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What prices are you looking at for the car and the battery?
Agassi: It depends on the location, the length of lease. We're looking at cars that would cost you less to acquire than their fuel counterparts and looking at charging you less per month than what you would pay for with fuel. Obviously it depends on the location. If you're in the U.K. where it's $8 a gallon, then you need a shorter contract and if you're in San Francisco, unless (Mayor) Gavin Newsom puts a different price on gasoline, you need a longer contract to secure that car. But at the end of the day, again, we're looking at trying to reduce the cost, making it a saner opportunity and cheaper opportunity for the consumers.
Are you going to have established automakers or some of the electric start-ups cooperate on these filling stations?
Agassi: We are talking with both. I think variety is important for the consumer and we think that the opportunity for the carmakers to get into the market early on is fantastic. You see what happened when Toyota decided to go with the Prius. The first-move advantage sustains itself for a very long time. We believe the first movers on electric cars are going to enjoy a very, very nice profitable market with a product that is better for their consumers. It doesn't kill people.
Whose battery are you going to use?
Agassi: We've talked to a lot of component makers. Batteries are obviously a critical component. We're not sharing until we've heard and confirmed prices and confirmed everything with those suppliers, but I've got to tell you the batteries are already in the market. We can work with what's there today. This is not a science project. We're not looking to invent something new. We're looking to integrate what is already there in the market.
How do you prevent some of the large manufacturers from taking over your ideal. As you said, it's not a science project. A lot of it involves capital infrastructure and logistical issues, and they've got money to burn.
Agassi: This is a $6 trillion to $10 trillion opportunity. If we share it everybody is happier because we, all of us, will make good profit. My investors will make good money and we have somebody to hand it to because our kids will have a planet.
Right, but they could also say, "Thanks. Great suggestion. But we're going to do these ourselves." How do you keep them out? Agassi: I think, again, you're looking at 200 countries around the world that will need to do something like this. There is no $10 trillion market that is controlled by one company and if you get standardization, you get people to compete, who are going to share in this market. I think it will be fantastic for everybody. We're not looking to exclude people. We're looking to include as many people as possible and if we can set standards, that will only accelerate the transition.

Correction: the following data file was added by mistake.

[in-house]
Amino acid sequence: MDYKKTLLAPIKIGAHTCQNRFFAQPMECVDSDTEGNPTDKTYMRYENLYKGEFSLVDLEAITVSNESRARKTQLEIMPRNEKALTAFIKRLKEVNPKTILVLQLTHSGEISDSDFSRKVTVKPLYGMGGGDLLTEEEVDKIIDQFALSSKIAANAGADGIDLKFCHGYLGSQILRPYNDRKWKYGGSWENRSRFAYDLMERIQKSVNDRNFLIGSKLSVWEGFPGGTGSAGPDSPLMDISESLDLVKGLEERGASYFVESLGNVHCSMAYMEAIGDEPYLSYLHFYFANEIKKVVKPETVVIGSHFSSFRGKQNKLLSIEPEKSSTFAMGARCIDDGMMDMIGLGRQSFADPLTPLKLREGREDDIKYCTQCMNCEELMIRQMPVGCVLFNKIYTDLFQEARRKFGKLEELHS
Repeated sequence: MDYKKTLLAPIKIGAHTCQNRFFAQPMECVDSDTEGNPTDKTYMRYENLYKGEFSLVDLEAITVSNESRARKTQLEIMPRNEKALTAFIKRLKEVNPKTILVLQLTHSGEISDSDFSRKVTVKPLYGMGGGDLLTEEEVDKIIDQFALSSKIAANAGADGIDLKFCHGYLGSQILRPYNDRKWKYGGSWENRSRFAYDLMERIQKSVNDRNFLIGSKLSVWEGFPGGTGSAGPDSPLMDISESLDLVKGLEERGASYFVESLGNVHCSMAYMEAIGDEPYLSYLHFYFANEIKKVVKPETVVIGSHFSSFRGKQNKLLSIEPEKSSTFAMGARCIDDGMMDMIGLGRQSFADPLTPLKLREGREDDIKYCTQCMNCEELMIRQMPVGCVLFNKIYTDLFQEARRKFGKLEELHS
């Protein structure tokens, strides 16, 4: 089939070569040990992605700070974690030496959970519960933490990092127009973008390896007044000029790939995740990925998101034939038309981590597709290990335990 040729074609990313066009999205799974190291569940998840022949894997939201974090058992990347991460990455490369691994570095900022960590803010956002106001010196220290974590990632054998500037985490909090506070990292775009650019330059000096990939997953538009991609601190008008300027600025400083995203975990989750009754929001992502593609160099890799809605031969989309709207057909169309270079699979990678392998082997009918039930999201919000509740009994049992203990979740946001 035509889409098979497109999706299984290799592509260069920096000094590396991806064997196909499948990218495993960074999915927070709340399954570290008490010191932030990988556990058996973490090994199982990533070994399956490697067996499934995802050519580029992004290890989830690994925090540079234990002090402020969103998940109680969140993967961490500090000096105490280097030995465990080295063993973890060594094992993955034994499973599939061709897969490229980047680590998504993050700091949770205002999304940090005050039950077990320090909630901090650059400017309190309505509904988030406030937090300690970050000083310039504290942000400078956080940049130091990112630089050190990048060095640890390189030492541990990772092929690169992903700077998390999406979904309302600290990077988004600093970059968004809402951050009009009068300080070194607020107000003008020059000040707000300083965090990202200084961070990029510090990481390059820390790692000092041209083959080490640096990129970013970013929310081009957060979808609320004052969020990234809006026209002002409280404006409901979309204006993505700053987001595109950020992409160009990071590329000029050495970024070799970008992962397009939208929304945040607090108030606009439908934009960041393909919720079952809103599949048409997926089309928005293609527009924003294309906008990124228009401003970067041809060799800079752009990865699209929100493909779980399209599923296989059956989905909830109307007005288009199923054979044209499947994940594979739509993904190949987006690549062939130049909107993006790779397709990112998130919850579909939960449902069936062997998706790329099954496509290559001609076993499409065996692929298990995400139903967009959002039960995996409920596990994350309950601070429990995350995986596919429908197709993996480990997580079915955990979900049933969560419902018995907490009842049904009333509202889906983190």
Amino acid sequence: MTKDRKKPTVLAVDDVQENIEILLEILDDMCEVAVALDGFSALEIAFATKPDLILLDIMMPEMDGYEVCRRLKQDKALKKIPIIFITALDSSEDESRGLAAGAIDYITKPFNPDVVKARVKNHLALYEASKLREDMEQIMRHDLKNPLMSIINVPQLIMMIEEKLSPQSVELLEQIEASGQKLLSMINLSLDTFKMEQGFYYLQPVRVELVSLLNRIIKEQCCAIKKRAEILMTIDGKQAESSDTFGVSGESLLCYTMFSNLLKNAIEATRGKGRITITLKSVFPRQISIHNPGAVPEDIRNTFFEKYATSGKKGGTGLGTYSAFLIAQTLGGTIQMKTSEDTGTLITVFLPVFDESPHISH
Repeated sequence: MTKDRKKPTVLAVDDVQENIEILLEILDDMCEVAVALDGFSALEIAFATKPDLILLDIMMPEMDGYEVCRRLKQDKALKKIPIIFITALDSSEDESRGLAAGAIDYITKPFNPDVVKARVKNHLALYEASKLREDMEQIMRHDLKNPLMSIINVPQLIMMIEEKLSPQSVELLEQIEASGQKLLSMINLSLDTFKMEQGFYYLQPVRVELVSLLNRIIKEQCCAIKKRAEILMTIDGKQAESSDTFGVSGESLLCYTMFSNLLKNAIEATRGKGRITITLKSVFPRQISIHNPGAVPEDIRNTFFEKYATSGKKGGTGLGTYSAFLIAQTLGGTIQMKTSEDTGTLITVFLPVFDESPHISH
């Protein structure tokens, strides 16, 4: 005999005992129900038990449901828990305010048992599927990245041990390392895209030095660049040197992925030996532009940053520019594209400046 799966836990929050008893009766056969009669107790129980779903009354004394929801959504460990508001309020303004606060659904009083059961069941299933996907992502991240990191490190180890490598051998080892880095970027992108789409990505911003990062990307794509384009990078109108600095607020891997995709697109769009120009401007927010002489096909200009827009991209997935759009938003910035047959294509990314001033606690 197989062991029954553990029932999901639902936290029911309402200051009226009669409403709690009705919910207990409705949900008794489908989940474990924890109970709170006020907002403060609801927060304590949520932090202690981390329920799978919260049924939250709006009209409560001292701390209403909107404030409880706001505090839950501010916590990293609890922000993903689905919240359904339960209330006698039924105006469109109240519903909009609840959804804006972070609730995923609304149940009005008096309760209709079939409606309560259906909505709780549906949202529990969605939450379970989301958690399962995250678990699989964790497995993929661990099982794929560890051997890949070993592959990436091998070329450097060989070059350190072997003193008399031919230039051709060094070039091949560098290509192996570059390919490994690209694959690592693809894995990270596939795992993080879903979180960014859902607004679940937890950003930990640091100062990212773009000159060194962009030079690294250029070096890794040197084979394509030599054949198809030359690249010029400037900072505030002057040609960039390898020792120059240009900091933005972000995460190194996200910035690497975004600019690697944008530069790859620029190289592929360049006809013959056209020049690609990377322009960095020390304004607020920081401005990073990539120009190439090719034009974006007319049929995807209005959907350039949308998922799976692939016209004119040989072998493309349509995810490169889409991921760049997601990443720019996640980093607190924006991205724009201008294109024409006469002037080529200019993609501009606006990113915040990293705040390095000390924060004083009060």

Do you have a prototype yet?
Agassi: We're working on a number of fronts with a number of carmakers. And we're hoping to launch this in early 2008 with tens of cars in our first test market and then grow this to a few hundreds and thousands in 2009. Finalize the test and then when we get to, all tests are good and the system is checking and no quirks are left in the system, we'll open the floodgate and supply the demand.
If you think of the cell phone analogy, we are AT&T; we're not Nokia. If Tesla is the new iPhone, they also need AT&T to make sure that the drivers can continue to drive.
Back in '97 and '98 there were a couple of people who did try the electric filling stations in California. There have also been other attempts to get people to cut down on gas. Is there anything for you to learn from these experiences?
Agassi: I think the problem is we have to remember there is a contract between the consumer and his car. The contract is pretty straightforward. It's my car, I don't want to share it. So, all the guys who tried these car share models--there are some trying it right now--they are a niche. But you don't find the mainstream consumer. We like to have five seats even if we're driving on our own.
If I give a souped-up golf cart, it's not going to work. We'd like to have the speed and acceleration. We'd like to drive in something that we're proud of driving. If you find yourself in a Hummer in the middle of a left-wing neighborhood, that Hummer is not going to survive for a long time. You're not going to be popular in the neighborhood. At the end of the day, we're willing to only stop to refill energy about 50 times a year for about five minutes because that's the contract we've got today.
Now, if you're willing to improve on that contract--so if you can figure out a way by which I stopped 20 times during the year and it's the same 5 minutes, or if it's 50 times, but I stop for one minute--that's also OK. But you can't ask me to stop every day for an hour or two and wait. That doesn't work.
By the way I've talked to a couple of companies that want to build rapid charging systems, but there is a lot of controversy. A lot of people are afraid about safety and challenges in charging.
Agassi: We're looking at what we believe is a more pragmatic solution and we believe that instead of trying to charge everything in three minutes, it's easier to exchange a battery in three minutes.
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